Make the cakes.  Melt the butter in a pan and allow to cool

Combine the flour, baking powder, sugar and lemon zest in a bowl. In a jug measure the milk and add the eggs, butter and lemon curd.

Add the wet ingredients to the dry and mix well. You can use an electric mixer for this.  Divide between 12 cupcake cases and cook for 20-25 mins at 160C.  Once cakes are cooked increase oven to 200C.

Make a lemon syrup by heating the lemon juice and sugar together till just beginning to boil.

When the cakes are cooked, pierce each one with a toothpick a few times and pour over a dessert spoon of lemon syrup.  Top each with a tsp of lemon curd.

Make the meringue topping.  I’ve used a method similar to Italian meringue which uses sugar syrup but with this you put all the ingredients into a heat proof bowl and whisk over boiling water with electric hand whisk for 8 minutes till thick.
Pipe the meringue onto each cake and return to the hot oven till browned. This can take just a minute so keep an eye on them.

The Show Stopper Challenge.

We were asked to create a tiered celebration cake in 4 ½ hours.  It was to be an impressive and elaborate creation that showed our talent and skill as a baker and cake decorator.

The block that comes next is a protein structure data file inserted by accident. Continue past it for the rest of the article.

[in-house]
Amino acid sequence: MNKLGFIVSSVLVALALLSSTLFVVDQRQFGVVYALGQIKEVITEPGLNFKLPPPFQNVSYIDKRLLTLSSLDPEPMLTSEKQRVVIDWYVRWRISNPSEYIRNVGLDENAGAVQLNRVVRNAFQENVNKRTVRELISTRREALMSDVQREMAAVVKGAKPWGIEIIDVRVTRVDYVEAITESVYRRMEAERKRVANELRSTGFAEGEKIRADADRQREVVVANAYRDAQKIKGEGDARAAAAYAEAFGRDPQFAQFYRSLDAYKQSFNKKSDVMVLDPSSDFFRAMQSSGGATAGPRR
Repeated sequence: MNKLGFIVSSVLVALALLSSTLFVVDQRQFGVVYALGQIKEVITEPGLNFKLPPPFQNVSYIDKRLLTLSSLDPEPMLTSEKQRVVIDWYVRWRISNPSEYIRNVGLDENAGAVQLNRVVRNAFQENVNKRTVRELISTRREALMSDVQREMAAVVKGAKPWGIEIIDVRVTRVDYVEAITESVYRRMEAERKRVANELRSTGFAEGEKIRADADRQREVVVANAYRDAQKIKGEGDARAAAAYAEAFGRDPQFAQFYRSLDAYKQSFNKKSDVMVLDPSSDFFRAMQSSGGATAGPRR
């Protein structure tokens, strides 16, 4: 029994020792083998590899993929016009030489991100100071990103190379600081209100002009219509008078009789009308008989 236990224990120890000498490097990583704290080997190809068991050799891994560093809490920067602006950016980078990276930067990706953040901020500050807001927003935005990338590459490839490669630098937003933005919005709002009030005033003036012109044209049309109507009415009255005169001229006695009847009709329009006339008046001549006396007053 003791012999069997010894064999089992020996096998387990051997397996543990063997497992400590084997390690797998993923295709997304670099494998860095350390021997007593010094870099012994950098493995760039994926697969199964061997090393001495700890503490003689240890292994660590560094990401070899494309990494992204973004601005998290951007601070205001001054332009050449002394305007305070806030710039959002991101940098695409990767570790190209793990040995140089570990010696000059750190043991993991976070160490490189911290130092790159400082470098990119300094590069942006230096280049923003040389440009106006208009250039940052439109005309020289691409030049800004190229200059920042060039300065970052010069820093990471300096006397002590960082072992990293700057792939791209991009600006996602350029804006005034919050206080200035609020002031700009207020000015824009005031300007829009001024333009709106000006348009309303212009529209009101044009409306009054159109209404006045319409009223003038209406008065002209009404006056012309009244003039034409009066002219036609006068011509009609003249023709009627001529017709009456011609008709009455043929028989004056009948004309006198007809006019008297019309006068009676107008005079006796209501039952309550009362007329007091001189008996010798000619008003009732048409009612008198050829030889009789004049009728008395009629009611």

Making fiddly fussy pretty little things is really not me so I decided to go with something that 15 years in child care has taught me - cutting and sticking.

To practice making this for the show I made one for a Royal Wedding street party.  I was scared that the original colours might be too bold for Mary and Paul so went for pastels on the day.

Another cheat tip – buy the roll out icing, it’s really not necessary to make it unless you have a camera crew lurking over your shoulder.  This recipe makes 1x4", 1x6" and 2x8" cakes

375ml Sunflower Oil
210g Sugar
375g Plain Flour
150g Coconut